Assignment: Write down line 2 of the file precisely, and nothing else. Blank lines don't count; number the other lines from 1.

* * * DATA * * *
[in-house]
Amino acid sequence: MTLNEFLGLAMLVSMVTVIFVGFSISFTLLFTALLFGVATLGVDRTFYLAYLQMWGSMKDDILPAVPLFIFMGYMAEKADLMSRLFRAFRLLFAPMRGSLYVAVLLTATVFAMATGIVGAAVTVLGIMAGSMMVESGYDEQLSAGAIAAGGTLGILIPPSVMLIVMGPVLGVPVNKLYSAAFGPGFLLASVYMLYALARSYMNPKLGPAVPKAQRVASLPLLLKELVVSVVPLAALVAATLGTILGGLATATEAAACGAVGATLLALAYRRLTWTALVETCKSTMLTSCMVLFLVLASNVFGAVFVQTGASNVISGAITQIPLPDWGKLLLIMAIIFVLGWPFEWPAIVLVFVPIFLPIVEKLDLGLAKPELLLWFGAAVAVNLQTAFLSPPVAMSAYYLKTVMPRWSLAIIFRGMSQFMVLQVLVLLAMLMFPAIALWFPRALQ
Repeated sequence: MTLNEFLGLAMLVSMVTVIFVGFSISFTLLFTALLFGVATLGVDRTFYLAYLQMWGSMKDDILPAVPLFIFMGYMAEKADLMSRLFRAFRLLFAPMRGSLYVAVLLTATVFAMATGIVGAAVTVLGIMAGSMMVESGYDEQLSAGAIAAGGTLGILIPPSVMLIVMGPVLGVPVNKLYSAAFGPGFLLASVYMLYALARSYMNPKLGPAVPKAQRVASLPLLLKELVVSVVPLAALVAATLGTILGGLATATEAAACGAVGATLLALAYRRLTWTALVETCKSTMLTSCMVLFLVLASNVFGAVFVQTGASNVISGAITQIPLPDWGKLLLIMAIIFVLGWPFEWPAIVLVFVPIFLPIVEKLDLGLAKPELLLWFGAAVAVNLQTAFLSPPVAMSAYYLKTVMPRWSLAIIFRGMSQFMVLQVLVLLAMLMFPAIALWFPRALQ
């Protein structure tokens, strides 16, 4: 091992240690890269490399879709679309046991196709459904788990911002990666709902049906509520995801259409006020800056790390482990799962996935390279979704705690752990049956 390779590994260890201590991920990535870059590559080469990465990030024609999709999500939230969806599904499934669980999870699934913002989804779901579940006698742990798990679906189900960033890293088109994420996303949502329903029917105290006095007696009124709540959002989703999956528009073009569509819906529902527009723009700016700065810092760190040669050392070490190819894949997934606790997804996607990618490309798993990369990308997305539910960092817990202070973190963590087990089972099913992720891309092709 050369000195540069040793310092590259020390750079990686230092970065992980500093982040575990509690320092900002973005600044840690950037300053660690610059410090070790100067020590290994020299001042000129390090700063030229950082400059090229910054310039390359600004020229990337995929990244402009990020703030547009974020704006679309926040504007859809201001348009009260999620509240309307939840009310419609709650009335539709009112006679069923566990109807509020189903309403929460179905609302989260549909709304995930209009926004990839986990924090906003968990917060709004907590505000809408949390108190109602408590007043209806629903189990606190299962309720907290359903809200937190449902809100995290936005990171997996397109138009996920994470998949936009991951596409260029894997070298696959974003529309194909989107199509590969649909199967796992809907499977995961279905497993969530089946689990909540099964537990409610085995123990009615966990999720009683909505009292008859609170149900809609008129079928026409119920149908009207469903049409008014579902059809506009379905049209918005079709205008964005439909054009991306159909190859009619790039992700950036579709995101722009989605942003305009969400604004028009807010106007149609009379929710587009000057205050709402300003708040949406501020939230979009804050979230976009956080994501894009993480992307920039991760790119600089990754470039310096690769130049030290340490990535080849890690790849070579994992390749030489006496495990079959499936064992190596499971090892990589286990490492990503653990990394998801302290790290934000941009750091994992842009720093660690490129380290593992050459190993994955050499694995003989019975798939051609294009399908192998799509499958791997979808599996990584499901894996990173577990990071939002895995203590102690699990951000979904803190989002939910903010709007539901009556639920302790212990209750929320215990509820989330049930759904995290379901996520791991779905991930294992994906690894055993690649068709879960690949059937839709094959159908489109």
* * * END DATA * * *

Amino acid sequence: MTLNEFLGLAMLVSMVTVIFVGFSISFTLLFTALLFGVATLGVDRTFYLAYLQMWGSMKDDILPAVPLFIFMGYMAEKADLMSRLFRAFRLLFAPMRGSLYVAVLLTATVFAMATGIVGAAVTVLGIMAGSMMVESGYDEQLSAGAIAAGGTLGILIPPSVMLIVMGPVLGVPVNKLYSAAFGPGFLLASVYMLYALARSYMNPKLGPAVPKAQRVASLPLLLKELVVSVVPLAALVAATLGTILGGLATATEAAACGAVGATLLALAYRRLTWTALVETCKSTMLTSCMVLFLVLASNVFGAVFVQTGASNVISGAITQIPLPDWGKLLLIMAIIFVLGWPFEWPAIVLVFVPIFLPIVEKLDLGLAKPELLLWFGAAVAVNLQTAFLSPPVAMSAYYLKTVMPRWSLAIIFRGMSQFMVLQVLVLLAMLMFPAIALWFPRALQ